All You Need to Know for a Psoriasis Prescription
CHENNAI: World Psoriasis Day is observed on the October 29 every year to create awareness of the disease, understand its nature and therefore improve all-round management of the disease.
Psoriasis is a dermatological problem characterised by red scaly raised patches on the skin. The disorder is immune mediated. When the body is attacked by bacteria, viruses and other foreign proteins, the immune system of the body reacts with a protective response called inflammation. And that’s how psoriasis occurs.
Types of psoriasis
Psoriasis can occur anywhere in the skin including face, scalp, folds and palms and soles. The scaly patches may be of plaque type which is the most common presentation. Sometimes it may appear as red drop like patches (guttate psoriasis) or occur only in the folds (inverse psoriasis), or as tiny pus filled boils (pustular) and rarely as erythrodermic psoriasis. Erythrodermic psoriasis is an uncommon type of psoriasis where more than 90 per cent of the body surface area will appear fiery red and scaly. There is severe itching and pain and the condition is life threatening. Immediate medical attention is then necessary. Psoriasis can also affect the joints (psoriatic arthritis) causing pain and swelling and difficulty in movement.
Treatment Topical medications
Topical treatments are creams applied to the skin and are usually used as first line of treatment in mild psoriasis or used in combination with internal medicines in moderate to severe disease.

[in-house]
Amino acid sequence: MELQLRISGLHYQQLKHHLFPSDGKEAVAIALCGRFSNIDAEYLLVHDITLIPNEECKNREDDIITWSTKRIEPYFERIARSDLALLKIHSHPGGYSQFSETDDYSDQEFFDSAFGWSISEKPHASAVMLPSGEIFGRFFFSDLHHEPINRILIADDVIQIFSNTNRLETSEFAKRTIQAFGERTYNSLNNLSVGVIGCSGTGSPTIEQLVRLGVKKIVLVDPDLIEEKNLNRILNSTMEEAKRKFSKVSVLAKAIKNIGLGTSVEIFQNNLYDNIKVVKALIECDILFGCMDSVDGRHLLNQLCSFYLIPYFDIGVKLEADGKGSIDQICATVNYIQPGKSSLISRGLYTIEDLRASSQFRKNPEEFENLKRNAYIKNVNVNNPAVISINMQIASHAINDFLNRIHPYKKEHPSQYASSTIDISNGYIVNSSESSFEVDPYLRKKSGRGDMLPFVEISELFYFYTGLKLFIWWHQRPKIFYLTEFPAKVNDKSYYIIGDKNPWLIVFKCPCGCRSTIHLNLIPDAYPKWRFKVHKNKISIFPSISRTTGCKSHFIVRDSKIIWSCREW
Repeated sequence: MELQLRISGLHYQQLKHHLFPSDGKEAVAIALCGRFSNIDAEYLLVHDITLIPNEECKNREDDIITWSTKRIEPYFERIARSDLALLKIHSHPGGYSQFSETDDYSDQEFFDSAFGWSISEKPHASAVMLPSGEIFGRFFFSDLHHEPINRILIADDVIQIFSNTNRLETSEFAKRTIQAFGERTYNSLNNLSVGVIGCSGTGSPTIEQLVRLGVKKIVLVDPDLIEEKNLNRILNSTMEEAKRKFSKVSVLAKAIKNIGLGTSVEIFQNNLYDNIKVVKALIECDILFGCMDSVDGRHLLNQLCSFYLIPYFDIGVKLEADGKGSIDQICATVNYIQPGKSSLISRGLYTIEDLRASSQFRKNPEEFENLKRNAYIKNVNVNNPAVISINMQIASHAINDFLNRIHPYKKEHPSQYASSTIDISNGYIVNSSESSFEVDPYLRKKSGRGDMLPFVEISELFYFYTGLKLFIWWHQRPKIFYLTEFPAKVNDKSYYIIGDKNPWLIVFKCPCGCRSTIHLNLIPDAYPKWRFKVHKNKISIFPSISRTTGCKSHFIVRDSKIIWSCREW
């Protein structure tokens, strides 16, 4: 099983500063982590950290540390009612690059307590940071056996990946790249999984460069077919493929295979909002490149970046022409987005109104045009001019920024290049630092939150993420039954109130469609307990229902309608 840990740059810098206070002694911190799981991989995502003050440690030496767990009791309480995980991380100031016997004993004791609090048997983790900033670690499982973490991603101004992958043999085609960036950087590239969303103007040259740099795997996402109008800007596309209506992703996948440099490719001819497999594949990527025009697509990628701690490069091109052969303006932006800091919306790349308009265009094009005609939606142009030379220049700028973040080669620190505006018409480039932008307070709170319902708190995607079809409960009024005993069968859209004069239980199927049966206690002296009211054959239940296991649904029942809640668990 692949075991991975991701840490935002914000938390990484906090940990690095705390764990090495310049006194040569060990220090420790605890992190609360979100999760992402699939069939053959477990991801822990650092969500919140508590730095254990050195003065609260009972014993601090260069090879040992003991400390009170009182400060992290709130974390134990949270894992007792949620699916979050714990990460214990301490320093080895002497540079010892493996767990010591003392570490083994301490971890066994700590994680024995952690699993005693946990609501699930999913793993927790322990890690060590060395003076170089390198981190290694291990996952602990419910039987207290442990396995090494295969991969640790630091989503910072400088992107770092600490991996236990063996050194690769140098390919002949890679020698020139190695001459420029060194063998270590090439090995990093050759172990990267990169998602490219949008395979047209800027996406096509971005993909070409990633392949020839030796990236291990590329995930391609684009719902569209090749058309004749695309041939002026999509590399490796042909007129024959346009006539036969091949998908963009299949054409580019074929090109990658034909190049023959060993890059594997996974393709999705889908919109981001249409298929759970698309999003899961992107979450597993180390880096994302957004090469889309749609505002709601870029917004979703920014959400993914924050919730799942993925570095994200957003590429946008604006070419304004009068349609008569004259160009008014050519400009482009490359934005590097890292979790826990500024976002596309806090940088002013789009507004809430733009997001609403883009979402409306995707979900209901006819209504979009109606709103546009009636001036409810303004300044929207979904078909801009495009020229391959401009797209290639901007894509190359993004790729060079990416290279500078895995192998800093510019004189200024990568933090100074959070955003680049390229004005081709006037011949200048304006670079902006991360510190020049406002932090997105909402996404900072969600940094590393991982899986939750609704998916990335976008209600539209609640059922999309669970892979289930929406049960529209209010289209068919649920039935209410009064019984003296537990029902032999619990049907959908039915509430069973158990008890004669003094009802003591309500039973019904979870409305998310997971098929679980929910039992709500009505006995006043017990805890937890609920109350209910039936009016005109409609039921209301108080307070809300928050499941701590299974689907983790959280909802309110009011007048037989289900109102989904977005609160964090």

This is carefully measured light therapy which involves exposure of the skin to ultraviolet light. Narrow band Ultraviolet B (UVB) light penetrates the skin and slows the growth of affected skin.
These are drugs that are prescribed orally for the treatment of psoriasis. The most common drugs are acitretin, methotrexate and cyclosporine. Acitretin shouldn’t be consumed by females of child bearing age, as it may cause severe birth defects.
A biologic is a protein-based drug derived from living cells cultured in a laboratory. These drugs target specific parts of the immune system. They are quite expensive. They block certain strong inflammatory mediators which are responsible for the development of psoriasis such as TNF α (tumor necrosis factor alpha) that are acted upon byetanercept and infliximab and interleukins 12 and 23 that are dealt by drugs like ustekinumab .
Tests you may have to do
Your dermatologist will ask for some tests after a complete clinical examination. Some basic investigations include blood tests, urine analysis, chest X ray, ultrasound of the abdomen. Thorough screening for infections before starting internal medicines is essential. The number of tests and nature of investigations will also depend on various factors of each patient such as age, presence of diabetes, obesity, hypertension, previous treatment for tuberculosis or any other coexisting medical condition.
(Dr M Shraddha MD, DNB, PhD, is a consultant dermatologist at Apollo Hospitals, Greams Road and Apollo Medical Centre, Kotturpuram)